This compilation is a primer comiXology has that at once serves to provide a checklist for a few noteworthy stories from throughout Batman's publication history, as well as provide previews for all the original New 52 series (plus some vintage covers to round out the set).  As far as the preview pages go, they certainly illuminate the original worth of those series.  Scott Snyder's Batman starts out as promising as most Scott Snyder series.  He's usually good at setting a mood (the above example notwithstanding).  He also helps set the tone for most of the other entries, dominated as they are by caption narration (which as a rule I love in comics).  Tony Daniel's Detective Comics comes off extremely well.  At the time, Tony was more or less being demoted.  After serving as artist during pivotal Grant Morrison issues, he'd become primary writer/artist on Batman.  When the New 52 began, he was shifted to the secondary Batman title.  I'd hoped he'd stick around for a while, but he was one of the earliest disappointments in that regard.  Since being booted from Detective Comics, he's bounced from Superman to Justice League to Superman/Wonder Woman.  I'd prefer the guy have some permanent home.  There's also Peter Tomasi's Batman and Robin, which kicks off a more visual story (which is only fitting, given he's working with ideal collaborator Patrick Gleason).  If these few pages intrigue you, know that there's much more interesting material that follows.  David Finch's Batman: The Dark Knight, a title I never had much faith in, reads about as well as any other in these opening pages.  I guess this one's my bad.  Kyle Higgins' Nightwing doesn't come off as well as it could.  I read a lot of the early issues, and it was pretty good stuff, but here it's surprisingly incoherent.  (Maybe Snyder and Higgins ought to stick together more often?)  Gail Simone's Batgirl might presumably be in the same ballpark as Tomasi's relatively feet-first introduction, but as I have far less faith in Simone than Tomasi, I never found out where she went with it.  Judd Winick's Catwoman is a highlight, but then Winick is far better than most fans care to admit.  Which might explain why his role was so tiny in the New 52, because the stupid fans never admitted as awesome he is.  The only real quibble here is why Catwoman has by default become Sexy Catwoman for the past twenty years.  I mean, I know there was the Jim Balent era in the '90s, but then by default every female character in the '90s was presented that way.  It was more the inexplicable fetish version from the early '00s that decided because she wears latex Catwoman must be Sexy Catwoman, her zipper apparently never able to find the top of her costume (and more often than not, finding it incredibly easy to find the bottom).  Winick is also responsible for the similarly impressive Batwing.  This incredibly long paragraph ends by wondering why the hell J.H. Williams' long-anticipated Batwoman ended up becoming one of the earliest lost titles of the New 52.  Seriously.  Sure, it's still being published (and now written by Manhunter mystic Marc Andreyko), but you'd hardly know it.  What's up with that?  It's enough to make me have to read it myself.  And people, I can't read everything I want to anymore.  I learned the hard way.  But it looks like I'll have to make another exception...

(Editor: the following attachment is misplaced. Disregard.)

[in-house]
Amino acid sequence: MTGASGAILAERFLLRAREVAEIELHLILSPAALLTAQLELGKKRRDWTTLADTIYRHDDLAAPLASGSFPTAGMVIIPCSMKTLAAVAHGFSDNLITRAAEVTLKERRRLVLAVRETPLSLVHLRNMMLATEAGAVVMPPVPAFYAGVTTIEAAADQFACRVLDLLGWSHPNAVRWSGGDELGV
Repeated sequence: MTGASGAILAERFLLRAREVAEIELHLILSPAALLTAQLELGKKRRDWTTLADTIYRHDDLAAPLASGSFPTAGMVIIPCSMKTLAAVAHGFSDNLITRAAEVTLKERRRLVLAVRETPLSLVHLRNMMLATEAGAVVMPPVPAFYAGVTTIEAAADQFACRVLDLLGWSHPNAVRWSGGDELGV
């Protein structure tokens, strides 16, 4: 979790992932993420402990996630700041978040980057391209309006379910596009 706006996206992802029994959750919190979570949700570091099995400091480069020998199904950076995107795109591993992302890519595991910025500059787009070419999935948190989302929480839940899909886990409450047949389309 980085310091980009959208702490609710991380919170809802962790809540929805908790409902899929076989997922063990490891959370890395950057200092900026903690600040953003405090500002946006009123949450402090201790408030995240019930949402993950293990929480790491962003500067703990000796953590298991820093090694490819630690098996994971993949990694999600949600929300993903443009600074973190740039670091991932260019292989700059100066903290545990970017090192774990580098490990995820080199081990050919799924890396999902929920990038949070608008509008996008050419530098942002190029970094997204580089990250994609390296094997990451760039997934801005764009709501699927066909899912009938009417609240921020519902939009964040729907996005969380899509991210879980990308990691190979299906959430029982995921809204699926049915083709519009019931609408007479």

Batman: Black & White - A Black and White World (DC)